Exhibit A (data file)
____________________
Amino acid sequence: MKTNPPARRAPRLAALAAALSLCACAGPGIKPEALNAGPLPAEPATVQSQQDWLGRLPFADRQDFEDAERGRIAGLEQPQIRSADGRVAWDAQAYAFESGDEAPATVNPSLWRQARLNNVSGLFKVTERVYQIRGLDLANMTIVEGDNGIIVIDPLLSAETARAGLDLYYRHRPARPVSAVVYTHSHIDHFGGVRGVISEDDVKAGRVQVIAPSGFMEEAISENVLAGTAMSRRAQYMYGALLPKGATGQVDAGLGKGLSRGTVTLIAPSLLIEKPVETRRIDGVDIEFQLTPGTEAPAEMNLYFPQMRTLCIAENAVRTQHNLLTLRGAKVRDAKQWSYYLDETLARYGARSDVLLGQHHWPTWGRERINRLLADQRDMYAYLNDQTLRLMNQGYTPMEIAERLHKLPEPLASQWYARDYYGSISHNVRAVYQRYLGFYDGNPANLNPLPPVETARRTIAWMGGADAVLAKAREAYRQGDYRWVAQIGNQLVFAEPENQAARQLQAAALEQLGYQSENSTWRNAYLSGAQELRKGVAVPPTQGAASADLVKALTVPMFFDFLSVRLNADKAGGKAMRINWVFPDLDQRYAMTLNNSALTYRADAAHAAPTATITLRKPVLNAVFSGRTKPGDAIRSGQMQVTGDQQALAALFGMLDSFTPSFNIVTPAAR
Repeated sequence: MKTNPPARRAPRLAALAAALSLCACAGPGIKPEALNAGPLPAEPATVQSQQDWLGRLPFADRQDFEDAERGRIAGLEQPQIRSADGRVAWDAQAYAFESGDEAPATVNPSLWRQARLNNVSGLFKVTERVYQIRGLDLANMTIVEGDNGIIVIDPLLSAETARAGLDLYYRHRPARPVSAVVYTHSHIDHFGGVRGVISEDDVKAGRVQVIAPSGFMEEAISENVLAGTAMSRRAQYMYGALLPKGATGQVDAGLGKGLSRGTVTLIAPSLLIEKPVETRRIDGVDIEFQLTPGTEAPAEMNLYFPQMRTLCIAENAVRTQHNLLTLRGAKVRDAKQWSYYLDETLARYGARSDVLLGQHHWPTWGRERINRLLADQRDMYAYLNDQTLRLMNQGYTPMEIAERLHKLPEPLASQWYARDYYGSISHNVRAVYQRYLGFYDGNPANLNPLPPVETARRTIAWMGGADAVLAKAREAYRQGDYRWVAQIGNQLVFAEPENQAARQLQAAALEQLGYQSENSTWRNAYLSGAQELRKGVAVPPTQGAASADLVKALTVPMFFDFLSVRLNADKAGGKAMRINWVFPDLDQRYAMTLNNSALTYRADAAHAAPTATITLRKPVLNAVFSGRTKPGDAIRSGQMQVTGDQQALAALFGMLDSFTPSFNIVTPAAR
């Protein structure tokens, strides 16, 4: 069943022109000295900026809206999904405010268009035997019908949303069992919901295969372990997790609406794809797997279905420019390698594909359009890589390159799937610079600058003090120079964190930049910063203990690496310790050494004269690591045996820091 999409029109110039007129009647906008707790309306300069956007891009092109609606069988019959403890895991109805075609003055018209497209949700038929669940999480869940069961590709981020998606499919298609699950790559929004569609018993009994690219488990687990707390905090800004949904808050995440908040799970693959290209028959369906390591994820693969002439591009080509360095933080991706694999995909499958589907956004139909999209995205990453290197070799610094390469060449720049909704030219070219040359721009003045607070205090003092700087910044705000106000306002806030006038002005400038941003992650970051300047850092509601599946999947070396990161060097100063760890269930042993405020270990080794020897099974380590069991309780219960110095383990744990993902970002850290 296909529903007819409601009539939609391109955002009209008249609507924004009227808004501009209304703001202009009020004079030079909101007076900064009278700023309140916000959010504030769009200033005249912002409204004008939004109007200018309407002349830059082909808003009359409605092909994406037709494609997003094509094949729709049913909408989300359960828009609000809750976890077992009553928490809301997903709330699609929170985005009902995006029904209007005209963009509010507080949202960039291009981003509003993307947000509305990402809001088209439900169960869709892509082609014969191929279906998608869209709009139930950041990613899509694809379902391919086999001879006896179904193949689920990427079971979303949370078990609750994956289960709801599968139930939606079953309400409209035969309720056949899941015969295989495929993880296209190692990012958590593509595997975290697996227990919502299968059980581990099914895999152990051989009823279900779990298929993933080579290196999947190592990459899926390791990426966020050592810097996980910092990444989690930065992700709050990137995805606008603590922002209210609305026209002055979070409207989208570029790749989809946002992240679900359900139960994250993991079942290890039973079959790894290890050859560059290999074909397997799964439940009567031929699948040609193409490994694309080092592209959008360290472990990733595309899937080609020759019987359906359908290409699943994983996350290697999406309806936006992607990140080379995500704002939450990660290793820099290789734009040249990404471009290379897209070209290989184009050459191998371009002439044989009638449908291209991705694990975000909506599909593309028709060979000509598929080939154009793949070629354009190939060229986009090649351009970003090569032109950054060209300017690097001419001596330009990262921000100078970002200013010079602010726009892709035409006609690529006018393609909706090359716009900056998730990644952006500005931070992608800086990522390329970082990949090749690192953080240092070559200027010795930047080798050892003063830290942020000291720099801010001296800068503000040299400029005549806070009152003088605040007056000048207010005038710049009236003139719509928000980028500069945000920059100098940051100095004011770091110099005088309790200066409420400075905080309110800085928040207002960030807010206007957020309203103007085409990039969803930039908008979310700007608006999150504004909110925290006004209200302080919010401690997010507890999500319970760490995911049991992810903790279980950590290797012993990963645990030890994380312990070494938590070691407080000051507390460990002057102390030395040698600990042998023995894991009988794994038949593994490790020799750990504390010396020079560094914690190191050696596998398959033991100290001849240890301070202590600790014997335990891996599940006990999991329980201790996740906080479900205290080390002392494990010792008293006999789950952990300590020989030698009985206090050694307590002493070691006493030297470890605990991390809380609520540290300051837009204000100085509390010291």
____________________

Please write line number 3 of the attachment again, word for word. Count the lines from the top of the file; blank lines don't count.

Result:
């Protein structure tokens, strides 16, 4: 069943022109000295900026809206999904405010268009035997019908949303069992919901295969372990997790609406794809797997279905420019390698594909359009890589390159799937610079600058003090120079964190930049910063203990690496310790050494004269690591045996820091 999409029109110039007129009647906008707790309306300069956007891009092109609606069988019959403890895991109805075609003055018209497209949700038929669940999480869940069961590709981020998606499919298609699950790559929004569609018993009994690219488990687990707390905090800004949904808050995440908040799970693959290209028959369906390591994820693969002439591009080509360095933080991706694999995909499958589907956004139909999209995205990453290197070799610094390469060449720049909704030219070219040359721009003045607070205090003092700087910044705000106000306002806030006038002005400038941003992650970051300047850092509601599946999947070396990161060097100063760890269930042993405020270990080794020897099974380590069991309780219960110095383990744990993902970002850290 296909529903007819409601009539939609391109955002009209008249609507924004009227808004501009209304703001202009009020004079030079909101007076900064009278700023309140916000959010504030769009200033005249912002409204004008939004109007200018309407002349830059082909808003009359409605092909994406037709494609997003094509094949729709049913909408989300359960828009609000809750976890077992009553928490809301997903709330699609929170985005009902995006029904209007005209963009509010507080949202960039291009981003509003993307947000509305990402809001088209439900169960869709892509082609014969191929279906998608869209709009139930950041990613899509694809379902391919086999001879006896179904193949689920990427079971979303949370078990609750994956289960709801599968139930939606079953309400409209035969309720056949899941015969295989495929993880296209190692990012958590593509595997975290697996227990919502299968059980581990099914895999152990051989009823279900779990298929993933080579290196999947190592990459899926390791990426966020050592810097996980910092990444989690930065992700709050990137995805606008603590922002209210609305026209002055979070409207989208570029790749989809946002992240679900359900139960994250993991079942290890039973079959790894290890050859560059290999074909397997799964439940009567031929699948040609193409490994694309080092592209959008360290472990990733595309899937080609020759019987359906359908290409699943994983996350290697999406309806936006992607990140080379995500704002939450990660290793820099290789734009040249990404471009290379897209070209290989184009050459191998371009002439044989009638449908291209991705694990975000909506599909593309028709060979000509598929080939154009793949070629354009190939060229986009090649351009970003090569032109950054060209300017690097001419001596330009990262921000100078970002200013010079602010726009892709035409006609690529006018393609909706090359716009900056998730990644952006500005931070992608800086990522390329970082990949090749690192953080240092070559200027010795930047080798050892003063830290942020000291720099801010001296800068503000040299400029005549806070009152003088605040007056000048207010005038710049009236003139719509928000980028500069945000920059100098940051100095004011770091110099005088309790200066409420400075905080309110800085928040207002960030807010206007957020309203103007085409990039969803930039908008979310700007608006999150504004909110925290006004209200302080919010401690997010507890999500319970760490995911049991992810903790279980950590290797012993990963645990030890994380312990070494938590070691407080000051507390460990002057102390030395040698600990042998023995894991009988794994038949593994490790020799750990504390010396020079560094914690190191050696596998398959033991100290001849240890301070202590600790014997335990891996599940006990999991329980201790996740906080479900205290080390002392494990010792008293006999789950952990300590020989030698009985206090050694307590002493070691006493030297470890605990991390809380609520540290300051837009204000100085509390010291």